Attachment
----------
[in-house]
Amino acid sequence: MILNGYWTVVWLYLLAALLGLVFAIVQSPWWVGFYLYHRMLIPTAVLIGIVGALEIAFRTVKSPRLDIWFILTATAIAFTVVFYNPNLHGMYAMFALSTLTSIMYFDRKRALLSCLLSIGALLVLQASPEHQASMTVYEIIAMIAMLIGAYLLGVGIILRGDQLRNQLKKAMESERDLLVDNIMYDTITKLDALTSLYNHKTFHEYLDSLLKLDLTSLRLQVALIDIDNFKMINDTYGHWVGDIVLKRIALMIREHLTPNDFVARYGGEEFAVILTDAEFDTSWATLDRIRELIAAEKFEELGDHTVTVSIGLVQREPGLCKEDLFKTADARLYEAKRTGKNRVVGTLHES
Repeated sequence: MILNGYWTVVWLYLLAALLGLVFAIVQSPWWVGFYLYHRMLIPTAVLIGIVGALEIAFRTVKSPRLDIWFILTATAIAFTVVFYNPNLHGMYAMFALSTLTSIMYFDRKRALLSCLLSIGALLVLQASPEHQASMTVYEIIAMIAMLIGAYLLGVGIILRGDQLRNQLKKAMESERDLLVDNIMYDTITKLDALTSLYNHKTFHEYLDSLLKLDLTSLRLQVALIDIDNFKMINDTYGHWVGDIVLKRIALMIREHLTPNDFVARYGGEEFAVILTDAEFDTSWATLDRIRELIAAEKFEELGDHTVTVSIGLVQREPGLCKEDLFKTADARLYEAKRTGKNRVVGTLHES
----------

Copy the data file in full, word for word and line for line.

[in-house]
Amino acid sequence: MILNGYWTVVWLYLLAALLGLVFAIVQSPWWVGFYLYHRMLIPTAVLIGIVGALEIAFRTVKSPRLDIWFILTATAIAFTVVFYNPNLHGMYAMFALSTLTSIMYFDRKRALLSCLLSIGALLVLQASPEHQASMTVYEIIAMIAMLIGAYLLGVGIILRGDQLRNQLKKAMESERDLLVDNIMYDTITKLDALTSLYNHKTFHEYLDSLLKLDLTSLRLQVALIDIDNFKMINDTYGHWVGDIVLKRIALMIREHLTPNDFVARYGGEEFAVILTDAEFDTSWATLDRIRELIAAEKFEELGDHTVTVSIGLVQREPGLCKEDLFKTADARLYEAKRTGKNRVVGTLHES
Repeated sequence: MILNGYWTVVWLYLLAALLGLVFAIVQSPWWVGFYLYHRMLIPTAVLIGIVGALEIAFRTVKSPRLDIWFILTATAIAFTVVFYNPNLHGMYAMFALSTLTSIMYFDRKRALLSCLLSIGALLVLQASPEHQASMTVYEIIAMIAMLIGAYLLGVGIILRGDQLRNQLKKAMESERDLLVDNIMYDTITKLDALTSLYNHKTFHEYLDSLLKLDLTSLRLQVALIDIDNFKMINDTYGHWVGDIVLKRIALMIREHLTPNDFVARYGGEEFAVILTDAEFDTSWATLDRIRELIAAEKFEELGDHTVTVSIGLVQREPGLCKEDLFKTADARLYEAKRTGKNRVVGTLHES